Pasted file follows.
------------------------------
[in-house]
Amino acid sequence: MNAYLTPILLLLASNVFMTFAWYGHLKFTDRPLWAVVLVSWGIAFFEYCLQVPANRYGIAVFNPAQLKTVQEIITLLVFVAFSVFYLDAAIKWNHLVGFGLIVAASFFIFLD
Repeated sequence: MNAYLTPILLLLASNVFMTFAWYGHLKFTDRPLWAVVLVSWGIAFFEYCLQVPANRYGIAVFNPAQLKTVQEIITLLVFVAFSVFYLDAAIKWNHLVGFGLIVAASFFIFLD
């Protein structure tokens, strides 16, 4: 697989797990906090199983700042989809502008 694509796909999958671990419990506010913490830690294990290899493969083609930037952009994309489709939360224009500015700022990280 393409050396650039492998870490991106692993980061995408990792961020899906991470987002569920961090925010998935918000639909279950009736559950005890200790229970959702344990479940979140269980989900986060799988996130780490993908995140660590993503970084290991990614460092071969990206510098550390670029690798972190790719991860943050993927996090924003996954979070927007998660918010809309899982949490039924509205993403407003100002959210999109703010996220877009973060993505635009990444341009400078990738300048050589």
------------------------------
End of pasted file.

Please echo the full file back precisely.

[in-house]
Amino acid sequence: MNAYLTPILLLLASNVFMTFAWYGHLKFTDRPLWAVVLVSWGIAFFEYCLQVPANRYGIAVFNPAQLKTVQEIITLLVFVAFSVFYLDAAIKWNHLVGFGLIVAASFFIFLD
Repeated sequence: MNAYLTPILLLLASNVFMTFAWYGHLKFTDRPLWAVVLVSWGIAFFEYCLQVPANRYGIAVFNPAQLKTVQEIITLLVFVAFSVFYLDAAIKWNHLVGFGLIVAASFFIFLD
């Protein structure tokens, strides 16, 4: 697989797990906090199983700042989809502008 694509796909999958671990419990506010913490830690294990290899493969083609930037952009994309489709939360224009500015700022990280 393409050396650039492998870490991106692993980061995408990792961020899906991470987002569920961090925010998935918000639909279950009736559950005890200790229970959702344990479940979140269980989900986060799988996130780490993908995140660590993503970084290991990614460092071969990206510098550390670029690798972190790719991860943050993927996090924003996954979070927007998660918010809309899982949490039924509205993403407003100002959210999109703010996220877009973060993505635009990444341009400078990738300048050589």